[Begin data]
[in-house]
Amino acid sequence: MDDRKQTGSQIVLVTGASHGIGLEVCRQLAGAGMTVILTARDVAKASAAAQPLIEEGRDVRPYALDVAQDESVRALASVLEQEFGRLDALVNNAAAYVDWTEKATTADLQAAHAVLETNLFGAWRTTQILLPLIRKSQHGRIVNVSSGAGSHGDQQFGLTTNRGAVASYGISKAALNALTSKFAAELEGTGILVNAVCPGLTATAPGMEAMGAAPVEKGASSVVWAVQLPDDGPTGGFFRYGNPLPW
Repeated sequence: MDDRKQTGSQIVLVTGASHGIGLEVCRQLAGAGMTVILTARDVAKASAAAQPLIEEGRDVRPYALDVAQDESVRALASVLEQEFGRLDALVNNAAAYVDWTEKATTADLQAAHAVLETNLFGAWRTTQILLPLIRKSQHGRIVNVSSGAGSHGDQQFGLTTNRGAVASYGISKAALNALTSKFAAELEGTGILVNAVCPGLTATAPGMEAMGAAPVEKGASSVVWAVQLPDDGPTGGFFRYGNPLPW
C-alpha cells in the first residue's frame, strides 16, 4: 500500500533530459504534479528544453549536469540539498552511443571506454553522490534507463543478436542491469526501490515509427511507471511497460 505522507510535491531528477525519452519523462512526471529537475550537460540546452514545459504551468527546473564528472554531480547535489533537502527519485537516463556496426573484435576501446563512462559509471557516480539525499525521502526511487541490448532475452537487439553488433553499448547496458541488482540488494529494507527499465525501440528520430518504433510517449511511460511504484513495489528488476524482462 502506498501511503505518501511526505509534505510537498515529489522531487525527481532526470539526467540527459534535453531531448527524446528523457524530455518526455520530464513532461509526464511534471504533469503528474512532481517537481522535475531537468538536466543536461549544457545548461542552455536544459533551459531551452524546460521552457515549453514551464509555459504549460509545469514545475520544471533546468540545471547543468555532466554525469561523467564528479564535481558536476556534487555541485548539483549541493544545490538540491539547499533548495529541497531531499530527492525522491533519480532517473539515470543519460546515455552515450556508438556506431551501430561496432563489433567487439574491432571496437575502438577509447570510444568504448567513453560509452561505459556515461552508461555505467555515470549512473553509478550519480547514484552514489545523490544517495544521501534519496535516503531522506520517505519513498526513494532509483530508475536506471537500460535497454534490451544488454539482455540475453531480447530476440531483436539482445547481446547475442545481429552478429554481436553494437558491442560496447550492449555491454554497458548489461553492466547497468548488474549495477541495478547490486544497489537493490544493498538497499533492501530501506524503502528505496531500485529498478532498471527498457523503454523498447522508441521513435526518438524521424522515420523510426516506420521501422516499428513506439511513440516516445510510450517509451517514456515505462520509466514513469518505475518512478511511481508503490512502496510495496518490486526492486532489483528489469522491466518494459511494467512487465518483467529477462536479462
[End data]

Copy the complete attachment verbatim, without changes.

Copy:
[in-house]
Amino acid sequence: MDDRKQTGSQIVLVTGASHGIGLEVCRQLAGAGMTVILTARDVAKASAAAQPLIEEGRDVRPYALDVAQDESVRALASVLEQEFGRLDALVNNAAAYVDWTEKATTADLQAAHAVLETNLFGAWRTTQILLPLIRKSQHGRIVNVSSGAGSHGDQQFGLTTNRGAVASYGISKAALNALTSKFAAELEGTGILVNAVCPGLTATAPGMEAMGAAPVEKGASSVVWAVQLPDDGPTGGFFRYGNPLPW
Repeated sequence: MDDRKQTGSQIVLVTGASHGIGLEVCRQLAGAGMTVILTARDVAKASAAAQPLIEEGRDVRPYALDVAQDESVRALASVLEQEFGRLDALVNNAAAYVDWTEKATTADLQAAHAVLETNLFGAWRTTQILLPLIRKSQHGRIVNVSSGAGSHGDQQFGLTTNRGAVASYGISKAALNALTSKFAAELEGTGILVNAVCPGLTATAPGMEAMGAAPVEKGASSVVWAVQLPDDGPTGGFFRYGNPLPW
C-alpha cells in the first residue's frame, strides 16, 4: 500500500533530459504534479528544453549536469540539498552511443571506454553522490534507463543478436542491469526501490515509427511507471511497460 505522507510535491531528477525519452519523462512526471529537475550537460540546452514545459504551468527546473564528472554531480547535489533537502527519485537516463556496426573484435576501446563512462559509471557516480539525499525521502526511487541490448532475452537487439553488433553499448547496458541488482540488494529494507527499465525501440528520430518504433510517449511511460511504484513495489528488476524482462 502506498501511503505518501511526505509534505510537498515529489522531487525527481532526470539526467540527459534535453531531448527524446528523457524530455518526455520530464513532461509526464511534471504533469503528474512532481517537481522535475531537468538536466543536461549544457545548461542552455536544459533551459531551452524546460521552457515549453514551464509555459504549460509545469514545475520544471533546468540545471547543468555532466554525469561523467564528479564535481558536476556534487555541485548539483549541493544545490538540491539547499533548495529541497531531499530527492525522491533519480532517473539515470543519460546515455552515450556508438556506431551501430561496432563489433567487439574491432571496437575502438577509447570510444568504448567513453560509452561505459556515461552508461555505467555515470549512473553509478550519480547514484552514489545523490544517495544521501534519496535516503531522506520517505519513498526513494532509483530508475536506471537500460535497454534490451544488454539482455540475453531480447530476440531483436539482445547481446547475442545481429552478429554481436553494437558491442560496447550492449555491454554497458548489461553492466547497468548488474549495477541495478547490486544497489537493490544493498538497499533492501530501506524503502528505496531500485529498478532498471527498457523503454523498447522508441521513435526518438524521424522515420523510426516506420521501422516499428513506439511513440516516445510510450517509451517514456515505462520509466514513469518505475518512478511511481508503490512502496510495496518490486526492486532489483528489469522491466518494459511494467512487465518483467529477462536479462